Immigrant status and neighborhood context on perceptions of police procedural justice
Social Science Quarterly
Objective: This study examines the relationship between immigration generational status and people's perception of police procedural justice, net of individual-level and neighborhood-level control variables. It also explores the importance of contextual variables, particularly neighborhood foreign-born concentration and collective efficacy, on residents’ perceptions of police procedural justice. Methods: With a multi-stage, clustered sample approach, we randomly selected census tracts in San José, California, and then households inside each tract were chosen to participate in a survey. We used multi-level modeling to explore factors that were associated with procedural justice. Results: Results show first-generation immigrants, compared to second or third-and-plus-generation immigrants, are more positive in their evaluations of police procedural justice. Results also show that neighborhood collective efficacy can significantly affect people's perceptions of procedural justice, even after controlling for individual-level predictors and neighborhood characteristics. Conclusion: Both individual-level immigration measures and neighborhood factors should be included in future research.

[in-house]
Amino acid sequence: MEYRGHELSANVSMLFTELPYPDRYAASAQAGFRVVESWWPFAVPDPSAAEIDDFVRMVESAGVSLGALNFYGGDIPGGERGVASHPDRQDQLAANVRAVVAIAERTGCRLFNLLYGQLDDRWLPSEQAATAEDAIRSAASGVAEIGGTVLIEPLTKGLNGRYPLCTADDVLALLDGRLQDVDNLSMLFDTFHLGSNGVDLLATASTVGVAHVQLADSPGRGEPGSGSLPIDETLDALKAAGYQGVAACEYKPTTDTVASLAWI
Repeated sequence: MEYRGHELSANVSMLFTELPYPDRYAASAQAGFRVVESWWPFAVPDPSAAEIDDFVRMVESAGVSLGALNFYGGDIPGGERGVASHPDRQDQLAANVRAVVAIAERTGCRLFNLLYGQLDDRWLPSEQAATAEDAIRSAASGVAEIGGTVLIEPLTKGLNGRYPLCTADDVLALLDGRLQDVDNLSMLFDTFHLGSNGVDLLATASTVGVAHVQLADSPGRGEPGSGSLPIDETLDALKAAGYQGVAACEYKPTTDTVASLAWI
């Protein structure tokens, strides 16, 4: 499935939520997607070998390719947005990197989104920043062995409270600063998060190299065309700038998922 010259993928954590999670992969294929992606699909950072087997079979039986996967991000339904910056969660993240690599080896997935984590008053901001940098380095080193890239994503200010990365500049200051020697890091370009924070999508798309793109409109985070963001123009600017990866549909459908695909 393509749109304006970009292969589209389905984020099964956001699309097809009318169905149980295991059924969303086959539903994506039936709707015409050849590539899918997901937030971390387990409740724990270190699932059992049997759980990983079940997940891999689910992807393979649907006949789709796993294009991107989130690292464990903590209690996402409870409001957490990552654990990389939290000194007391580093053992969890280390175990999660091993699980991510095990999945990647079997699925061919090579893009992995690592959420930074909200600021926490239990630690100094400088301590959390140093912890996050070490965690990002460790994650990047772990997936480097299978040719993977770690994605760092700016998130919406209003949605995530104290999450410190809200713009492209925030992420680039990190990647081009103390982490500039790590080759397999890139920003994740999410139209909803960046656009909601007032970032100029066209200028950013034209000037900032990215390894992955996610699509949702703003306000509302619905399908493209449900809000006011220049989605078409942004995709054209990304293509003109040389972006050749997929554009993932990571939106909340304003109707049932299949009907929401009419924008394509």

National Institute of Justice
collective efficacy, immigration, neighborhood characteristics, procedural justice
Yue Yuan, Yuning Wu, and Claudio Vera Sanchez. "Immigrant status and neighborhood context on perceptions of police procedural justice" Social Science Quarterly (2022): 1659-1672. https://doi.org/10.1111/ssqu.13214